Gaia, false gods, and public policy

I claim no expertise in climate science. I do claim a certain competence in detecting spin in the media; for I’m a card-carrying member of that clan, as I’ve committed print journalism for more than 40 years and worked in television for over 20. Thus credentialed, I rise to note that serious spin has dominated media coverage of climate change for a long time now. There are, to be sure, exceptions to this rule. Since Hurricane Katrina, though, it’s generally been all-hysteria-all-the-time in reporting and commentary on weather and climate change. This may get eyeballs onto screens and newspaper pages; it doesn’t do much for cool, calm public debate.

So when the chief scientist in the Obama administration’s Energy Department, who’s also a professor of physics at Cal Tech, challenges the spin and the hysteria, attention should be paid. That’s precisely what Steven E. Koonin does in the recently published Unsettled: What Climate Science Tells Us, What It Doesn’t, and Why It Matters: he takes on just about every shibboleth emboldening today’s crusaders against climate change. Professor Koonin doesn’t deny that the planet is warming and that human beings have something to do with that. He does question some of the claims behind the present drive to Do Something! through massive governmental interventions.

Thus, to quote from the Wall Street Journal review of his book, Professor Koonin shows, from the scientific data, that “tornado frequency and severity are…not trending up; nor are the number and severity of droughts. The extent of global fires has been trending significantly down. The rate of sea-level rise has not accelerated. Global crop yields are rising, not falling. And while global CO2 levels are obviously higher now than two centuries ago, they’re not at any record planetary high – they’re at a low that has only been seen once before in the past 500 million years.”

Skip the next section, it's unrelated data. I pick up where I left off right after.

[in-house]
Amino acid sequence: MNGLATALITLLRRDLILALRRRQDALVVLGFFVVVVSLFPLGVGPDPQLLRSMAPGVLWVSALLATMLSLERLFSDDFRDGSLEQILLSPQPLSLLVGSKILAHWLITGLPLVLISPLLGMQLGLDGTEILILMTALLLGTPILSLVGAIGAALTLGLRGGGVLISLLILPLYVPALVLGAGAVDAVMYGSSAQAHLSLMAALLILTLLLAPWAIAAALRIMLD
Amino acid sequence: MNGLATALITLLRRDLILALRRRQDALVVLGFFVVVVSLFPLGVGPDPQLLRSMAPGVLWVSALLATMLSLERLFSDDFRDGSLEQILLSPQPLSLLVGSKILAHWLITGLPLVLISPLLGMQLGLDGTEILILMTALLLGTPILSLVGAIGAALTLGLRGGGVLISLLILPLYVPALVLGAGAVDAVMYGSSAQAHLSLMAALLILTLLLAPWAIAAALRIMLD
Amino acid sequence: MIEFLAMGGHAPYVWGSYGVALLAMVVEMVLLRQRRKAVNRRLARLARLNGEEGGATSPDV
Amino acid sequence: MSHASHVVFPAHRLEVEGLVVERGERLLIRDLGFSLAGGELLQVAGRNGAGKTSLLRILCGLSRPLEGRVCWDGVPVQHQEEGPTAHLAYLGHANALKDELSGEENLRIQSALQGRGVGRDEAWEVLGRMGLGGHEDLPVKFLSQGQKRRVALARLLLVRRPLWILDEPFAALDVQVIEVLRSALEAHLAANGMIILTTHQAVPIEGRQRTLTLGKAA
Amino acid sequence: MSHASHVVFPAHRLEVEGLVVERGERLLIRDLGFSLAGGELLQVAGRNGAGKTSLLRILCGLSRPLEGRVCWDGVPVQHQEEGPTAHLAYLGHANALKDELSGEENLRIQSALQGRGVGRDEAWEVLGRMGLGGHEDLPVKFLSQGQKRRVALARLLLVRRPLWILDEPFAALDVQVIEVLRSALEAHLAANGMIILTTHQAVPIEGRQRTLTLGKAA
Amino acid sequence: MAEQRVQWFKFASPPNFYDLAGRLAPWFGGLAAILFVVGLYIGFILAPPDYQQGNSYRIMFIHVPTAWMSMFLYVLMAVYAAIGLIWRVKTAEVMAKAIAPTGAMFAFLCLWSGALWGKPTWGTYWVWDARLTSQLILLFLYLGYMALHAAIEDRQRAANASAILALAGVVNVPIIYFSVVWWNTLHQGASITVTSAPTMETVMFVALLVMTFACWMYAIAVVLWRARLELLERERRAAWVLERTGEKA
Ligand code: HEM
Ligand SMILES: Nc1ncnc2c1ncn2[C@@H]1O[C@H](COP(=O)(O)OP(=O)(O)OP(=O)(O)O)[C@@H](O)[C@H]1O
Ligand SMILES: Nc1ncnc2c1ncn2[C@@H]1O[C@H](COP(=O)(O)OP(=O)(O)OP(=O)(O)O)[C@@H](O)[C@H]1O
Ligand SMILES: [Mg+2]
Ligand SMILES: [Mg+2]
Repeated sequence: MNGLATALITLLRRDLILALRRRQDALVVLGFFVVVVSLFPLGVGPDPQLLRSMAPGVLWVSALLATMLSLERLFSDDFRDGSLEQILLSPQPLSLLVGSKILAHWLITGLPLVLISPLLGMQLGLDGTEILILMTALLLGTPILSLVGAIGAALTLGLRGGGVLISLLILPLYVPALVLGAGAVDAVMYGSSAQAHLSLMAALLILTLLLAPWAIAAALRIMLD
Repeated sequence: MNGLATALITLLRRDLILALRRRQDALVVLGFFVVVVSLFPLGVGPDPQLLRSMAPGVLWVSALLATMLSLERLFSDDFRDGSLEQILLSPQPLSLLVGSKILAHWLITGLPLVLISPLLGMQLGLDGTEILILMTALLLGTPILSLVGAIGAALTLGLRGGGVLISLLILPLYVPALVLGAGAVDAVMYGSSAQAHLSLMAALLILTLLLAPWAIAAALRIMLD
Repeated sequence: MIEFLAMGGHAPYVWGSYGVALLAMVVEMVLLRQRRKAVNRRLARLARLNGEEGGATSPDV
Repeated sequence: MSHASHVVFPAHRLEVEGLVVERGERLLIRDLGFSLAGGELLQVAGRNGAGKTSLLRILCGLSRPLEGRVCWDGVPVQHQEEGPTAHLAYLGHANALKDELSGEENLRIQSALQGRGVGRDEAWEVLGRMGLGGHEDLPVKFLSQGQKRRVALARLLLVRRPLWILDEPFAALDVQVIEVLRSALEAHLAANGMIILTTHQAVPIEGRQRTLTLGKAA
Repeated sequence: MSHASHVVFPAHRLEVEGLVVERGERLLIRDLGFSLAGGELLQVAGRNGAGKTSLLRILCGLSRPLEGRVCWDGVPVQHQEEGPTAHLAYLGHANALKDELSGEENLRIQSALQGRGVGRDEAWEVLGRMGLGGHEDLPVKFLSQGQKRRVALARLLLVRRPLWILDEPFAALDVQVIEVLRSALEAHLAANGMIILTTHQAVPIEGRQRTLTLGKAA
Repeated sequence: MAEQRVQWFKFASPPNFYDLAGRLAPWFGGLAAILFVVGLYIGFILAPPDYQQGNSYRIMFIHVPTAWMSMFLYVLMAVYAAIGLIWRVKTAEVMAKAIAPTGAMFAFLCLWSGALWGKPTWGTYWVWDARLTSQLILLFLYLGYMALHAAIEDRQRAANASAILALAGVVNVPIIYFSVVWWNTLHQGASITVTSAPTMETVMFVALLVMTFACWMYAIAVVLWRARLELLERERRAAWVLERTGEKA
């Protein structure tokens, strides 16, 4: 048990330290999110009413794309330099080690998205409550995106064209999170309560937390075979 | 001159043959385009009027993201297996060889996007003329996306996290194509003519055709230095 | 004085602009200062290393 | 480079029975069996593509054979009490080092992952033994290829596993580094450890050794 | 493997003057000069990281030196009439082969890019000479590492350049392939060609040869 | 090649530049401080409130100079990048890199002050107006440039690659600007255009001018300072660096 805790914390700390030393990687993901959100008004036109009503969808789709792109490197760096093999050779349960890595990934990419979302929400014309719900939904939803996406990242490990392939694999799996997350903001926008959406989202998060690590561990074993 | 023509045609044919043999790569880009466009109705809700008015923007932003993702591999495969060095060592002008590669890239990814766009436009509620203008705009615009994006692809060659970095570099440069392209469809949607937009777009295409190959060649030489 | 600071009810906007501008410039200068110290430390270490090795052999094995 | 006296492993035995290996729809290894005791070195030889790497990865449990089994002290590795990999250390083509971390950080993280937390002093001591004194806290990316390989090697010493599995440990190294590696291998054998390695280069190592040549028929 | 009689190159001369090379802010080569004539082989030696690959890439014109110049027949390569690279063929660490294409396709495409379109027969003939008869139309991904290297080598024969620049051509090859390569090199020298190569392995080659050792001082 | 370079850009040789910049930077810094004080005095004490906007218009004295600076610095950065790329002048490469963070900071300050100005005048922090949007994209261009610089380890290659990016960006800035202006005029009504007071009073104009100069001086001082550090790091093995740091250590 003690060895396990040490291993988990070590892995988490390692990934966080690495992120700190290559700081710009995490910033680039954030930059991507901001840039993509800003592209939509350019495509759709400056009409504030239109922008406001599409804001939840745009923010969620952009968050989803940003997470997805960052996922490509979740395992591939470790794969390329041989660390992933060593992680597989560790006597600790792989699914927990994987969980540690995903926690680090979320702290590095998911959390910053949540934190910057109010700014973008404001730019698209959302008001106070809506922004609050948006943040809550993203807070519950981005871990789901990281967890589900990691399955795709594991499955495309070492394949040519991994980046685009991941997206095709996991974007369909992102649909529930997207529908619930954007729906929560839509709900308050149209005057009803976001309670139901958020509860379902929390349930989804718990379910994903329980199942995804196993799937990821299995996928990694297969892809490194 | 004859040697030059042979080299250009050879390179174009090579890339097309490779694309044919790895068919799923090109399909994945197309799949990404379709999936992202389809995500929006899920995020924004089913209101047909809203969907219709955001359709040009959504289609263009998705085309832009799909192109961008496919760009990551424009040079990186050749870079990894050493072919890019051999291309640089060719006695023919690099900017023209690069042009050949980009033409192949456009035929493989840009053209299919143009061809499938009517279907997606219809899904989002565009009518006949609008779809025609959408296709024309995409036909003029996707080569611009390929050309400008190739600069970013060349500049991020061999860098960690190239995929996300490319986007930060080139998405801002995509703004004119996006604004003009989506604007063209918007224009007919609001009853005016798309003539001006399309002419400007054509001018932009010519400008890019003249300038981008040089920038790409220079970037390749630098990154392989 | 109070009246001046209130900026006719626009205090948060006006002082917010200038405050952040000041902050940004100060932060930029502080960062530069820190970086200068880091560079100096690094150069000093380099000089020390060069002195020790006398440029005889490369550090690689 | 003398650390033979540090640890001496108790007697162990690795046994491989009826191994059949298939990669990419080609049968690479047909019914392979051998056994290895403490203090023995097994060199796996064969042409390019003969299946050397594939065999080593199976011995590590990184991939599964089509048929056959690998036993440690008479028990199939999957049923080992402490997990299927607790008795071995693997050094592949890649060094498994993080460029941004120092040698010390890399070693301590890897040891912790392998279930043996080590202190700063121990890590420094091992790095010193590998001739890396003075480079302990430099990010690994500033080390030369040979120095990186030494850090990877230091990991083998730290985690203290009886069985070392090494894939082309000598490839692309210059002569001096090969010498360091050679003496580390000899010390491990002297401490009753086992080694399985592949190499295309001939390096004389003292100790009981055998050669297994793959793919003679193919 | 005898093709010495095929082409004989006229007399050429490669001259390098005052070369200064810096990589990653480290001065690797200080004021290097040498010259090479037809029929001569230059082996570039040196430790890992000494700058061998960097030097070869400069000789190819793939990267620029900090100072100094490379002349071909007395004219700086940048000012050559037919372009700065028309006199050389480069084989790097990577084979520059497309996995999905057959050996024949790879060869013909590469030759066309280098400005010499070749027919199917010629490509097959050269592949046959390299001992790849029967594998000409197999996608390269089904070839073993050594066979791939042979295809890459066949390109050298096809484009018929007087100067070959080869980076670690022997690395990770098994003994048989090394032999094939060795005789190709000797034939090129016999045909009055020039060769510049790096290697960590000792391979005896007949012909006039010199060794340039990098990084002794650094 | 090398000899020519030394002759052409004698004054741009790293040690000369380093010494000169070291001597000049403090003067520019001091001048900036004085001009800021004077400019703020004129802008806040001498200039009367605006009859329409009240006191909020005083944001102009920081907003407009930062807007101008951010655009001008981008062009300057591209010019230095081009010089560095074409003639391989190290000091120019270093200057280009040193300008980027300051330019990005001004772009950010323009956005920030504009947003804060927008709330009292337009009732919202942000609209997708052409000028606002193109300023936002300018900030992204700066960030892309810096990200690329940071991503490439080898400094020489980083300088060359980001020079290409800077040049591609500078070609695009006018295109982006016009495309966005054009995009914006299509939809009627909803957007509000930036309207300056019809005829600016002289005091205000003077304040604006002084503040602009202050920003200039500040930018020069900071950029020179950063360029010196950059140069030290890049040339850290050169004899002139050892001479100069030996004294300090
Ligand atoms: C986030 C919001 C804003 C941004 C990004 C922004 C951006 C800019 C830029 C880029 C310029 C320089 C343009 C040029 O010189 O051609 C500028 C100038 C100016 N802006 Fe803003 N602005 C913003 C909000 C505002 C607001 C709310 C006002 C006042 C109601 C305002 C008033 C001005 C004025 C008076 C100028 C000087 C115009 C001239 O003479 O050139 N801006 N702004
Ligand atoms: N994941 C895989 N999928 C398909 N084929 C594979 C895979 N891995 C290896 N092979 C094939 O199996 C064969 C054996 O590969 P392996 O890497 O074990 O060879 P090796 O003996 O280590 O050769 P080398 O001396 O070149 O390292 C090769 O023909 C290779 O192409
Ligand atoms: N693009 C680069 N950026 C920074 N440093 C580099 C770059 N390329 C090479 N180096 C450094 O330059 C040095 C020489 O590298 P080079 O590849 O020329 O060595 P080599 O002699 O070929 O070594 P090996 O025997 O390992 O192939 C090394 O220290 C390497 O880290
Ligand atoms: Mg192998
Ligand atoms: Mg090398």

Not shocked (or angry) at Professor Koonin yet? Then try his own words: “Heat waves in the U.S. are now no more common than they were in 1900…the warmest temperatures in the U.S. have not risen in the past 50 years….Humans have had no detectible impact on hurricanes over the past century….Greenland’s ice sheet isn’t shrinking any more rapidly today than it was 80 years ago… The net economic impact of human-induced climate change will be minimal through at least the end of this century.” 

As I said, I’ve no credentials to judge the accuracy of Koonin’s assertions. I do like his against-the-grain boldness, and I certainly agree with his argument that the science – not media and activist spin on the science, but the actual data from the many authoritative reports he cites – should govern decision-making about public policy and climate change. I also have an idea of why the climate debate has become so emotionally fraught. It’s not just because of media spin and political opportunism, although both of those play their part. It’s because environmentalism has become an ultramundane pseudo-religion.  

That religion has a deity: Gaia, the Earth. It has a sacred text: Rachel Carson’s 1962 book Silent Spring, which began the transformation of the American conservation movement (which respected the natural environment without deifying it) into contemporary environmentalism. It has its religious holidays, “Earth Day” being the Pentecost of the new religion and the occasion for homiletics that mimic Peter in Acts 2:14-36. (A pre-K student, I’m told, brought home from school this past April 22 the revelation that “we should get rid of our cars because they’re bad for the air.”) Gaia-religion has a kind of ersatz sacramental life: I’ve been in circumstances where there are seven recycling bins, which certainly rings bells in the Catholic mind. It inculcates a moral code; some of it makes sense – How can anyone object to the fact that our highways and national parks are virtually litter-free these days? – but other parts of it veer into the worst forms of elitist, anti-natalist zealotry, as when some of the new religion’s prophets urge shrinking the planet’s human population by six billion people in the name of saving (or appeasing) Gaia. And I certainly can’t be the only person who’s noticed that carbon trade-offs are the new religion’s form of indulgences – the selling of which in the 16th century led to a lot of trouble.